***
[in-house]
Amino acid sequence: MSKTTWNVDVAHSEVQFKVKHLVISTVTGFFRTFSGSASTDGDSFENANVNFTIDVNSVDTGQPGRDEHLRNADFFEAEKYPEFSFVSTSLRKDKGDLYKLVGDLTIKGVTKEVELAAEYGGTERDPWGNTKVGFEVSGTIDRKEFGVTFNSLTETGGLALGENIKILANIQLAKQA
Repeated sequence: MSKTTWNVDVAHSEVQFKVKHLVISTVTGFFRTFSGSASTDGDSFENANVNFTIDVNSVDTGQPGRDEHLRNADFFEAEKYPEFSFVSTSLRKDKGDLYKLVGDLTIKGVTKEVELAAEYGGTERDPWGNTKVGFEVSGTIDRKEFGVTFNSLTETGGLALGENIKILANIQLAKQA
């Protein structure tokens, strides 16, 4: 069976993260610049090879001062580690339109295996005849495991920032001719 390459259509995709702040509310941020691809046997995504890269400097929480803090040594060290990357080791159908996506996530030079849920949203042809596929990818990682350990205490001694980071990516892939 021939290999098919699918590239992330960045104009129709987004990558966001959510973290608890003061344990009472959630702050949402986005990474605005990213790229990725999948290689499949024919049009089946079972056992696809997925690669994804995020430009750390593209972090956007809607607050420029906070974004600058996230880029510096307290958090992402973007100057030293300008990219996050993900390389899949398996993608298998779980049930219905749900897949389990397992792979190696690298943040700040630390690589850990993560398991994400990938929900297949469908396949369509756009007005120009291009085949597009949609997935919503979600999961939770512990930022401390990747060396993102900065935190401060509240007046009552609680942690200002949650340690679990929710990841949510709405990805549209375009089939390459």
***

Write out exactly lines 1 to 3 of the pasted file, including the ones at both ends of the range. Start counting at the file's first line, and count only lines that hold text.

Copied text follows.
[in-house]
Amino acid sequence: MSKTTWNVDVAHSEVQFKVKHLVISTVTGFFRTFSGSASTDGDSFENANVNFTIDVNSVDTGQPGRDEHLRNADFFEAEKYPEFSFVSTSLRKDKGDLYKLVGDLTIKGVTKEVELAAEYGGTERDPWGNTKVGFEVSGTIDRKEFGVTFNSLTETGGLALGENIKILANIQLAKQA
Repeated sequence: MSKTTWNVDVAHSEVQFKVKHLVISTVTGFFRTFSGSASTDGDSFENANVNFTIDVNSVDTGQPGRDEHLRNADFFEAEKYPEFSFVSTSLRKDKGDLYKLVGDLTIKGVTKEVELAAEYGGTERDPWGNTKVGFEVSGTIDRKEFGVTFNSLTETGGLALGENIKILANIQLAKQA